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Is Traveling to Mexico Dangerous?

Mexico News Insider Guides
by Julie Schwietert Apr 20, 2009

For the past few months, the US media have been obsessed with violence in Mexico.

From FOX to NPR, the evening news has been awash with reports of blood-splashed streets, out of control crime stats, and a police force so impotent that federal military intervention is required.

It’s frightening stuff, alright, so much so that lots of travelers have changed or canceled their Mexico travel plans. People have even formed organizations calling for travel boycotts.

But outside of the drug-running hotspots of Tijuana and Ciudad Juarez, is traveling to Mexico really dangerous?

We talked to some frequent Mexico travelers and looked at some data to answer that question.

Matador contributor Misty Tosh is a regular visitor to Mexico. She hosts annual retreats on Isla de Mujeres and has driven Baja–alone–a dozen times. She recently wrote:

“I cruised down extremely dusty backroads, took precarious routes along the Sierra Madre’s, and swam along lonesome stretches of sandy beaches. Never did I fear for my life. Not once did I think I was gonna catch some trouble cause I was alone. Stay away from Mexico? As if. You’d be crazy if ya did.”

Travel writer Eric Lucas, who has had his passport stamped in Mexico more than 25 times, also travels south feeling at ease. In response to the travel boycott, he had this to say:

“Actually, it’s safer there than here. For example, the murder rate in Mexico is about 11 per 100,000 people a year. In New Orleans, it’s almost seven times worse, 71 per 100,000. Atlanta, Cleveland, St. Louis—all have higher murder rates than Mexico.”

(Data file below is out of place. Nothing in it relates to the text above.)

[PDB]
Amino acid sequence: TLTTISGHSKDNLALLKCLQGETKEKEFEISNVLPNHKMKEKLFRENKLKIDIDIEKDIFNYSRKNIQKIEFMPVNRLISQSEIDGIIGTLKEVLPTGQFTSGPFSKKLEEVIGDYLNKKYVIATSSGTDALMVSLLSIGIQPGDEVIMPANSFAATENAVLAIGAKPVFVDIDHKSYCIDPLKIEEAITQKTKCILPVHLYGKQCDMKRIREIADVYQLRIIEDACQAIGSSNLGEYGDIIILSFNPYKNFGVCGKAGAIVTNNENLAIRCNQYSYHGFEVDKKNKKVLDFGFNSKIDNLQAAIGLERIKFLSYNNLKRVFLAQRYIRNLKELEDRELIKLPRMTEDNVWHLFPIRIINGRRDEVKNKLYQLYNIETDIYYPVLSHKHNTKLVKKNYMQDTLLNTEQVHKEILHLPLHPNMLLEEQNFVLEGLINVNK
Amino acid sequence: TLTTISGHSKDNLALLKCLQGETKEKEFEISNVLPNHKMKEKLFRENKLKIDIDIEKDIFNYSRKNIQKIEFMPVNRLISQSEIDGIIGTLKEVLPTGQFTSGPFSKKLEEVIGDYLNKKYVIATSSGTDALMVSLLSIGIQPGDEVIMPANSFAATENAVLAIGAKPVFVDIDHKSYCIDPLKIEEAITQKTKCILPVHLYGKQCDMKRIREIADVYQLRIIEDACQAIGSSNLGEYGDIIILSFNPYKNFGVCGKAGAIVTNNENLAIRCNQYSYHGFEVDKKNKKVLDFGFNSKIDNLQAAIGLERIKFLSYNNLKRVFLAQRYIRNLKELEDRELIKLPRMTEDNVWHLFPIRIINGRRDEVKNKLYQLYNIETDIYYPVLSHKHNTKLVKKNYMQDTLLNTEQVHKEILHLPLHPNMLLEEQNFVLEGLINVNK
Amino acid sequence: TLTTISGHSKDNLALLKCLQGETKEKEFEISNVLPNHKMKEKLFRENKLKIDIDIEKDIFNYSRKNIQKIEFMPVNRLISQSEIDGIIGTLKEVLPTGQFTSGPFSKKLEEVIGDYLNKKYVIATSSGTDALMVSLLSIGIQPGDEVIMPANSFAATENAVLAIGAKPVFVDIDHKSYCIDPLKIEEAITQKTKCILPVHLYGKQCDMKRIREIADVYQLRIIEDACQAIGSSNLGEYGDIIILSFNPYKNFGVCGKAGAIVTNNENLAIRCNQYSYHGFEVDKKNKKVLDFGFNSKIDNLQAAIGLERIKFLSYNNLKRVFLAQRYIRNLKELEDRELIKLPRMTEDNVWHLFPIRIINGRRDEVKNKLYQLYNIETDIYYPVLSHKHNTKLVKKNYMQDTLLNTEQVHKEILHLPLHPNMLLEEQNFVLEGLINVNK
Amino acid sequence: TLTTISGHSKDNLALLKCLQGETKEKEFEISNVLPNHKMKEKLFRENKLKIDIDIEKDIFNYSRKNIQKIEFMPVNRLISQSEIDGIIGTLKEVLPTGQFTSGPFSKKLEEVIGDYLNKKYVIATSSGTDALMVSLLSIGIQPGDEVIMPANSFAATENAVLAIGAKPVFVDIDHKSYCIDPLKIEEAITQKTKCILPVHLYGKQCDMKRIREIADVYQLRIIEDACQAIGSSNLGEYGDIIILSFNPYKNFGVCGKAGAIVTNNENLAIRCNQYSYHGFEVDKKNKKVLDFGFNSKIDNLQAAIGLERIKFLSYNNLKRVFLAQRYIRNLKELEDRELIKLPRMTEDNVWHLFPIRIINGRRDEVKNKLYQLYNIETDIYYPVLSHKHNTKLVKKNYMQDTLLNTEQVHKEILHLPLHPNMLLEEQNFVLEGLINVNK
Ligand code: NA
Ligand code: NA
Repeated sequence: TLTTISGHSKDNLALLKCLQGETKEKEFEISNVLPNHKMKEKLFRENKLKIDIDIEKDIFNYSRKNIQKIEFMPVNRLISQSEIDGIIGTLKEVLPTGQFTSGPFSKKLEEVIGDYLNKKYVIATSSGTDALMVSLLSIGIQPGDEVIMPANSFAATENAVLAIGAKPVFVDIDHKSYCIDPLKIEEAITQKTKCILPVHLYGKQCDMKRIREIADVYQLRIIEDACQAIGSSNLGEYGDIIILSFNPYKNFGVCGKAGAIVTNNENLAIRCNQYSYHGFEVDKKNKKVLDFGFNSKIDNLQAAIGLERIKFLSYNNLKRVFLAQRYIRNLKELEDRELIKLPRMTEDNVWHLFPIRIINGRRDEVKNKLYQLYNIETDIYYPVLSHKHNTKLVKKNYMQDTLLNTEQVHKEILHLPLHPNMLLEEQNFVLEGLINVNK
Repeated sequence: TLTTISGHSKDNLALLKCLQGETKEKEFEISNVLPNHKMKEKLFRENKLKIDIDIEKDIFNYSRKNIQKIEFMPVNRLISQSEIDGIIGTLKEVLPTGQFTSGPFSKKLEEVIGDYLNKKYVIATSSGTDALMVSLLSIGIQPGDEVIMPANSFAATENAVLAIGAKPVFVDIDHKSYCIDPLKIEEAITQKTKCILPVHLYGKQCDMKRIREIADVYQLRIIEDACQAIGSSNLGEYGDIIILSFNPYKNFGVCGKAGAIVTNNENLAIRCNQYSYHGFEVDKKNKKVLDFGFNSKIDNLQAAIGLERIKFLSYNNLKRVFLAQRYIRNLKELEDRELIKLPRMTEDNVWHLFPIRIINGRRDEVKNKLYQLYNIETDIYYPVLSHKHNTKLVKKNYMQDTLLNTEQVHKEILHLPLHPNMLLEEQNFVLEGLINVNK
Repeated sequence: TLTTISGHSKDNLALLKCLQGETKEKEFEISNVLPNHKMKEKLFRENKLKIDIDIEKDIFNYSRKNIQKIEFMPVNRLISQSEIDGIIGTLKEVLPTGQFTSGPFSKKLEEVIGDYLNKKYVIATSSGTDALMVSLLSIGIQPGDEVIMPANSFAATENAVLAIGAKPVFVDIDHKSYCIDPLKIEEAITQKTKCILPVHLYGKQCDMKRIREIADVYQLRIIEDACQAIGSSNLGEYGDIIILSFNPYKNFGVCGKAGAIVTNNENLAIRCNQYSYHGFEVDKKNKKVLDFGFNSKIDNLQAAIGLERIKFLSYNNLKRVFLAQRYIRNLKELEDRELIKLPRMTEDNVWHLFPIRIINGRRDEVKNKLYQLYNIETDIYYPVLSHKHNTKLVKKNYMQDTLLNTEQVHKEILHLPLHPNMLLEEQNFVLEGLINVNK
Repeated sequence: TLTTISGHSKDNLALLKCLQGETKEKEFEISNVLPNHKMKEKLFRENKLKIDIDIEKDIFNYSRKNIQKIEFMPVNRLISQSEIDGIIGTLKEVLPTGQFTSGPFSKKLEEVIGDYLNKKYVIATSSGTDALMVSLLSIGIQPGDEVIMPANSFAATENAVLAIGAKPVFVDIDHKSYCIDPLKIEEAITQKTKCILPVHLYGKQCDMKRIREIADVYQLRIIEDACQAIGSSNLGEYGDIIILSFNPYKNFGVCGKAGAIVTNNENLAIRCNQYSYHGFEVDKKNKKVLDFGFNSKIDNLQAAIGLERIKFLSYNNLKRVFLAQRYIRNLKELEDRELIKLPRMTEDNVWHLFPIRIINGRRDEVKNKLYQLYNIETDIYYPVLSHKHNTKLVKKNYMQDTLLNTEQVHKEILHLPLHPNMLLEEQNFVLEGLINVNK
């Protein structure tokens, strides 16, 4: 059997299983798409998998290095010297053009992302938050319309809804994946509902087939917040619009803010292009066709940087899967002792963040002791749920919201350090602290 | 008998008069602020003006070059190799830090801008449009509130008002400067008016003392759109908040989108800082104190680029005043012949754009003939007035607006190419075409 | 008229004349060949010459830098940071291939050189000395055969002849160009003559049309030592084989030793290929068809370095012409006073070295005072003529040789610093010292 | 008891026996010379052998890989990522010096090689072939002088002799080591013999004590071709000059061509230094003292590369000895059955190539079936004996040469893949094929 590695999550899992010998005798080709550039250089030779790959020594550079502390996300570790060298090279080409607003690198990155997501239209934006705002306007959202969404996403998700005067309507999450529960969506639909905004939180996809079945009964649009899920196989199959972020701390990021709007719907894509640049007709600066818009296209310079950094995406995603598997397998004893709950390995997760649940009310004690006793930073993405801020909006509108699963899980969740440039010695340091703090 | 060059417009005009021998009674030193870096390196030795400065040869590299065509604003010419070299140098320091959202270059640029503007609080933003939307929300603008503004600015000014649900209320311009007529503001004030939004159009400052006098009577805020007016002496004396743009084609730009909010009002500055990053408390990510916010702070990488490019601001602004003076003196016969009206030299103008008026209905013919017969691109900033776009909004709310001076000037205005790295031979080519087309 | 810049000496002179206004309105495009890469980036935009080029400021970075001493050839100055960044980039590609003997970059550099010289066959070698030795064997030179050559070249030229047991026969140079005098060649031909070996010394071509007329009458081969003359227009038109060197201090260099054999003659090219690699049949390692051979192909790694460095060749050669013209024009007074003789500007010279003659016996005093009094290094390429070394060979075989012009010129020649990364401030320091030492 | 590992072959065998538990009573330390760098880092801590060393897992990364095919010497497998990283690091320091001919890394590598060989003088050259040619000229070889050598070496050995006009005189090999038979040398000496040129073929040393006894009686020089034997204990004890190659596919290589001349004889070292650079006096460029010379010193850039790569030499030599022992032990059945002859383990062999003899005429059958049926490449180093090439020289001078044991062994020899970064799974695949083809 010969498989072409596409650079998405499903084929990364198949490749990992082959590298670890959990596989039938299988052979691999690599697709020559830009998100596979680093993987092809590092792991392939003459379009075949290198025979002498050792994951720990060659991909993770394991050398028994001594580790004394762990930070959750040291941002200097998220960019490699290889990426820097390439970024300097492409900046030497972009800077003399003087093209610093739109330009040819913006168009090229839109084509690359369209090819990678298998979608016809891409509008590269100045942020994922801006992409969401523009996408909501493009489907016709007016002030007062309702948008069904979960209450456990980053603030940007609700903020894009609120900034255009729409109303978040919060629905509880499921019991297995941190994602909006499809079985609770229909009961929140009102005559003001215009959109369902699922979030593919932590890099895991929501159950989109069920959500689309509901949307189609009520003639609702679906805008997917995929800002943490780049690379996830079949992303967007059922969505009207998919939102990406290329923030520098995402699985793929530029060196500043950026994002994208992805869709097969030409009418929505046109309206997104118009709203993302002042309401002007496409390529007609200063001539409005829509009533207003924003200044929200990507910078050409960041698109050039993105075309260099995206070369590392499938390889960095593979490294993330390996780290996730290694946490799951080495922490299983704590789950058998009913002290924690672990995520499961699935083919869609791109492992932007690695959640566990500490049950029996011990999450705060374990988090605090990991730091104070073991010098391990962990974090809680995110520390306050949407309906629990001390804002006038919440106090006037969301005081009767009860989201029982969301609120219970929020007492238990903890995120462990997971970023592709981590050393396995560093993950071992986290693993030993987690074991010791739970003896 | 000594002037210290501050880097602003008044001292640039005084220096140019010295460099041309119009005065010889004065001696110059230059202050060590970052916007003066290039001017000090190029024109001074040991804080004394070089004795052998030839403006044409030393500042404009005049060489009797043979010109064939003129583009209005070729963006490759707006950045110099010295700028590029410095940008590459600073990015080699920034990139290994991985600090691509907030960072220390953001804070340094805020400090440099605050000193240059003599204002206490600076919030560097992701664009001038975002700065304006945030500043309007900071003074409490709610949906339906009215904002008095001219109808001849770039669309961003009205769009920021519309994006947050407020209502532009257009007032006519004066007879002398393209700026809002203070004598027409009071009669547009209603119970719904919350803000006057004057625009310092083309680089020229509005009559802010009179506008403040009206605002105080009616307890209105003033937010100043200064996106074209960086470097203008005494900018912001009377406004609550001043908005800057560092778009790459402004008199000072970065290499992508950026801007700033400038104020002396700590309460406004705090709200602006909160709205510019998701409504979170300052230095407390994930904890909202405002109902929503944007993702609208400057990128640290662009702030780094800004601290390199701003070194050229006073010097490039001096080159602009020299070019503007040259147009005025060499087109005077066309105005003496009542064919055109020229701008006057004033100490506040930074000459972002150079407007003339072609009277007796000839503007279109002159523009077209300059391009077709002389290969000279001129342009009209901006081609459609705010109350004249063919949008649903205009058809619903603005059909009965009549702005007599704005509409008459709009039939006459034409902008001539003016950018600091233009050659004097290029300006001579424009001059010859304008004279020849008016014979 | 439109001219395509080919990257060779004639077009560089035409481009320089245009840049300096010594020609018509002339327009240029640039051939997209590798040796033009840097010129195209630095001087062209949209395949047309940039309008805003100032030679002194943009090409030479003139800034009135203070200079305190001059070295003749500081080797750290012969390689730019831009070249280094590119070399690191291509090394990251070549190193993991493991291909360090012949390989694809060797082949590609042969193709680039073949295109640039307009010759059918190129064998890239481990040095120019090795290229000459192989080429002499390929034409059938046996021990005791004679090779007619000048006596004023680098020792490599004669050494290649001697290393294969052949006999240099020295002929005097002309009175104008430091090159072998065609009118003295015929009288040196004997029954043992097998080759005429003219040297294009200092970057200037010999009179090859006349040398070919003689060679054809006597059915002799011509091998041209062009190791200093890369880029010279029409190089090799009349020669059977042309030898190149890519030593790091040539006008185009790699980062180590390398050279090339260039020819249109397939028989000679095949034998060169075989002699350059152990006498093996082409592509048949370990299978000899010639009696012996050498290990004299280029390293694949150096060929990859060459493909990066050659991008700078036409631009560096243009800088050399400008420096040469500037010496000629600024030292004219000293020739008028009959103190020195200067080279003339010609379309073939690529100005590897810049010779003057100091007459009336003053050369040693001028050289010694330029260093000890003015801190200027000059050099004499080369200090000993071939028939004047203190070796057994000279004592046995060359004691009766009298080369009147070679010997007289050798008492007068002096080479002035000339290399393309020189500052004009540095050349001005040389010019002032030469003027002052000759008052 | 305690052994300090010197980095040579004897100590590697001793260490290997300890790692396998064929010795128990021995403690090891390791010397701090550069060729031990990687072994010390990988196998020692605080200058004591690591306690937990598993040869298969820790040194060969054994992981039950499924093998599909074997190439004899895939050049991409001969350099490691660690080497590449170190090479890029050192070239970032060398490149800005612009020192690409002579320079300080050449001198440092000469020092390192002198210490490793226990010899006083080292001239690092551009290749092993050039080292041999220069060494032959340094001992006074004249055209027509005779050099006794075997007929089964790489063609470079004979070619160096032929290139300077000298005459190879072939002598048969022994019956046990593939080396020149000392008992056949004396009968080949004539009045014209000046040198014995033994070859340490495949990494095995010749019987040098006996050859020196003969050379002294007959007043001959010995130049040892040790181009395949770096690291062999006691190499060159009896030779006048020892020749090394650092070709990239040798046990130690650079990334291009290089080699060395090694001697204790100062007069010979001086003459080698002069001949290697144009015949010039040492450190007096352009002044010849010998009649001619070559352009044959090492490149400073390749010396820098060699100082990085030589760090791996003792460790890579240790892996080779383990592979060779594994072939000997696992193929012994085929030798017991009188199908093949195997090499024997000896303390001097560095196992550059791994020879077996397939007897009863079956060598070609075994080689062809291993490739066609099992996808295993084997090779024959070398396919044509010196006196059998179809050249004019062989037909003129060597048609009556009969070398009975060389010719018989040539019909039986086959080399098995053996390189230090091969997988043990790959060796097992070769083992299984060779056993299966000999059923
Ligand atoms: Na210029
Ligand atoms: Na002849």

Eric’s correct. As author David Lida–an American expat living in Mexico City for almost 20 years–explained in his excellent book, First Stop in the New World:

“In 2004, there were 710 homicides in Mexico City, as opposed to 218 in Washington, D.C. Yet there are close to twenty million people in Mexico City and only 572,000 in the U.s. capital. Therefore, your likelihood to get murdered in D.C. is far greater than it is here–equally true in many U.S. cities, among them Detroit, Philadelphia, St. Louis, Phoenix, Dallas, and Las Vegas (according to 2004 statistics from the FBI). In 2006, New Orleans…with a population smaller than 1 percent of Mexico City’s–had a murder rate nearly equal to the D.F.”

Lida concludes that the persistent problem with the portrayal of violence in Mexico is one of misinterpretation and lack of contextualization. 710 homicides sounds like a lot… if you’re not considering total population and if you’re comparing that statistic to the statistics of a city with a significantly lower population. Tens of thousands of travelers go on all inclusive holidays to Mexico each year experiencing no crime whatsoever.

Mexico isn’t crime-free, but neither is the US. Yet if we focus enough on our neighbor to the south, maybe we’ll distract ourselves from our own problems. And perhaps that’s what’s really behind the sudden obsession with Mexico’s crime.

So don’t cancel that Mexico trip. Unless you’re planning on Spring Break in Juarez, you’re just as likely to be as safe in Mexico as you are in your own home town.

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